Cat is one of the most mysterious yet admirable creatures ever. They have led a paradoxical existence, from being treated like gods to being associated with witchcraft. Much of this ambivalence toward cats is probably because they remain enigmas. However, despite their mysteriousness and are often associated with mystical things, cats are typically friendly and warm to people.
Their behaviour also shows that they are a total independent living thing – behaviour that is associated with a successful leader. In short, our feline friends can give a worthwhile lesson for leaders. Here are four lessons that we think are the most significant.
“Perhaps one reason we are fascinated by cats is that such a small animal can contain so much independence, dignity, and freedom of spirit. Unlike the dog, the cat’s personality is never bet on a human’s. He demands acceptance on his own terms.” – Lloyd Alexander
Felines are day and night creatures. Their senses can adapt and see clearly through the darkest of nights so they can hunt easily at night. Moreover, the hearing of a cat and human are similar but cats can hear higher-pitched sounds up to 64 kHz which is 1.6 octaves above the range of a human. Owing to this ability, cats have a good sense of decision-making skills that are concrete, swift, and sure.
The lesson is that leaders must have both a keen sense of hearing that can result in a high level of understanding. Being a leader also requires good eyesight for the sake of everyday vision, including a vision to lead people. When a leader has both good hearing (listening skills) and watchful eyes, he can gracefully develop concrete, swift, and good decision-making skills.
If you have a cat in your house, you can see that they are a focused and undistracable furry animal. They will rarely come to you when you call them and stay focused on what they are doing.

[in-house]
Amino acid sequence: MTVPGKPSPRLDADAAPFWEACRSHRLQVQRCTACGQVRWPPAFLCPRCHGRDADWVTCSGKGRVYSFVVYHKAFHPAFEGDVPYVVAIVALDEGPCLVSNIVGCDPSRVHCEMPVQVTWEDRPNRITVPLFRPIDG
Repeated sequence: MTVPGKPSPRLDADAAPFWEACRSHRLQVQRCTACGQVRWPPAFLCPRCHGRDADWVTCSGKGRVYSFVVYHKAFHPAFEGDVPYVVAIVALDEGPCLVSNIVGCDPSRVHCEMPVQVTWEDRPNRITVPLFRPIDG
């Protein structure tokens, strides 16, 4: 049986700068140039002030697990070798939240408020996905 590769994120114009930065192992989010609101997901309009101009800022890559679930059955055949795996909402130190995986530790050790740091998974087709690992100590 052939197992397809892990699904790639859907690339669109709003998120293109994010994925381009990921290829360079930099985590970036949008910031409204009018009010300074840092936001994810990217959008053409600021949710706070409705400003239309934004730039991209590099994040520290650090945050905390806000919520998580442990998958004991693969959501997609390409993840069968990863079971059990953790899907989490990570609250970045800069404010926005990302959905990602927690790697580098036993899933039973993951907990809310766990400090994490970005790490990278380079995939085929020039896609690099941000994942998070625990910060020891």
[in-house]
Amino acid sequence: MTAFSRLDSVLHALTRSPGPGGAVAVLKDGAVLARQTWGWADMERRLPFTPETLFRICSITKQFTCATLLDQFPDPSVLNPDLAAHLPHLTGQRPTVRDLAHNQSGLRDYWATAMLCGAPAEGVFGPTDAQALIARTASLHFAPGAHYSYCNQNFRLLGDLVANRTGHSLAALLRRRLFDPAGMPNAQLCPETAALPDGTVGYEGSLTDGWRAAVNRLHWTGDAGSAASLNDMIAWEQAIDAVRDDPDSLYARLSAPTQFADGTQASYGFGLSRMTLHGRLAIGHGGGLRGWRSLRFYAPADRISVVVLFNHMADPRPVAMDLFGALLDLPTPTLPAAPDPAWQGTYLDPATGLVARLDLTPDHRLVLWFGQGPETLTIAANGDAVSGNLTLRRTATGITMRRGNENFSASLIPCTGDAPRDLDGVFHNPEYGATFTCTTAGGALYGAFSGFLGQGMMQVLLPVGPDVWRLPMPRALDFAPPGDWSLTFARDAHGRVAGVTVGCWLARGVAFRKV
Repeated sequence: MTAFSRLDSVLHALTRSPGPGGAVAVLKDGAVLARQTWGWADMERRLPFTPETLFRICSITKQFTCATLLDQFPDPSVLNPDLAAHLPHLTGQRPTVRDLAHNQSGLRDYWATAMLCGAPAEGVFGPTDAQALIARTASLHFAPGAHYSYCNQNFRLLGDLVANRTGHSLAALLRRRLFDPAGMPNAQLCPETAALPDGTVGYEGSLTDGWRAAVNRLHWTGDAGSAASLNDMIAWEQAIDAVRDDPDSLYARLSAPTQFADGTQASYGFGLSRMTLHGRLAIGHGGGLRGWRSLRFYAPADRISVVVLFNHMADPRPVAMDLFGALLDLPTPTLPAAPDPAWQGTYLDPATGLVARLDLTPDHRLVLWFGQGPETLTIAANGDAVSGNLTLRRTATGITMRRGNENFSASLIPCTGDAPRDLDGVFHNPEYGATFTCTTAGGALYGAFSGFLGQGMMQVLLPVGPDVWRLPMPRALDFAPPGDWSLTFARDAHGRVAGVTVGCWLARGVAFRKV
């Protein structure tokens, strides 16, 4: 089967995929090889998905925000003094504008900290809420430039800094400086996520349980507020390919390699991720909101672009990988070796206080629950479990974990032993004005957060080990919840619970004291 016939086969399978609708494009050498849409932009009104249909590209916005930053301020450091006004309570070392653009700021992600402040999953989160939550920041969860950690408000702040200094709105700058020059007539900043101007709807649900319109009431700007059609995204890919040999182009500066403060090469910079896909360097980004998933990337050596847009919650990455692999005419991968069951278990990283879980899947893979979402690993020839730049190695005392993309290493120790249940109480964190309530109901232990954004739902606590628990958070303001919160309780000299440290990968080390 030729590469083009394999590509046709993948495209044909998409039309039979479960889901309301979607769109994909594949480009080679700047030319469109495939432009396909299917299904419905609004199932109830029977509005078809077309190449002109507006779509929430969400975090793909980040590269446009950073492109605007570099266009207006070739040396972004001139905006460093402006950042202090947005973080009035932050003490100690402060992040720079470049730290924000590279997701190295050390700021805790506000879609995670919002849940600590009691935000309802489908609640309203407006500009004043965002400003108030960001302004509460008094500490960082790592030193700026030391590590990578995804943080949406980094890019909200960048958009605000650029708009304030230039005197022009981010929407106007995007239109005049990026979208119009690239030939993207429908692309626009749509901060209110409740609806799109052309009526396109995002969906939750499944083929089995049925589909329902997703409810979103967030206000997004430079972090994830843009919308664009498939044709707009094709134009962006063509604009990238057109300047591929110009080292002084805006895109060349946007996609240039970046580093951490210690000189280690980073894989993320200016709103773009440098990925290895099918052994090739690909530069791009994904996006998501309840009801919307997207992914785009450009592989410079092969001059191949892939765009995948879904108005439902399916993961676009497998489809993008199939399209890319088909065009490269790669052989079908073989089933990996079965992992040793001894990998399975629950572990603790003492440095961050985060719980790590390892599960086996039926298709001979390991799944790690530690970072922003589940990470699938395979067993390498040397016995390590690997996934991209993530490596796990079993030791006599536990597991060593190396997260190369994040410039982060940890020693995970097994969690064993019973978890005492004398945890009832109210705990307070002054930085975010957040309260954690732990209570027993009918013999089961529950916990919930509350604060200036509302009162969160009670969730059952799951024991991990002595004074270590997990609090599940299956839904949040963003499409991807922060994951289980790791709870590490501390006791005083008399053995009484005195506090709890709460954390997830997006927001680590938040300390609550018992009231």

Dr. Atsuko Saito investigated how cats recognise human voices and found that cats don’t generally respond to their name the same way that dogs do. Cats responded to the sound of their owner’s voice by turning their head and ears toward the sound, showing that they understand the message of being called. However, the recognition doesn’t necessarily equal response, the study reported. Therefore, even if your cat knows your voice, that doesn’t always mean he is going to trot right over, instead, they will eventually back to us at a time that better fits their needs.
The lesson here is that leaders can learn the focus of a cat but it does not mean you should ignore your people. Instead, you can notify your employees first and get back to them at a convenient time. Leader’s focus is paramount to succeed in order to cultivate the primary elements of emotional intelligence. Besides, your focus can also improve your ability to devise a strategy, innovate, and manage the organisation well.
Naturally, cats are fighters which can do harm and pain to their enemy. In fact, Humane Society indicated that our feline friend is a very territorial creature and can fiercely defend their turf yet they can also become friendly and tolerant with another.
That said, it does not mean you should aggressively attack the competitors. On a battlefield, a leader must have the ability to lead his troops into combat as to inflict casualties. A leader must be able to defend his territory and protect his people at best with a strategic strategy. Importantly, leaders should also have a readable body language like a cat when it is trying to protect its territory.
A domesticated cat depends on their owners to provide food and keep their litter box clean and odour-free. Yet, they remain independent thinker.
This is a good lesson a leader can take. As a leader, you should lead your people and be dependant on them to show that they matter and that they are important in the team. You can be dependent on finishing a project or task. Nevertheless, a leader should also be an independent thinker who can solve problems without depending entirely on his team in order to generate a timely result.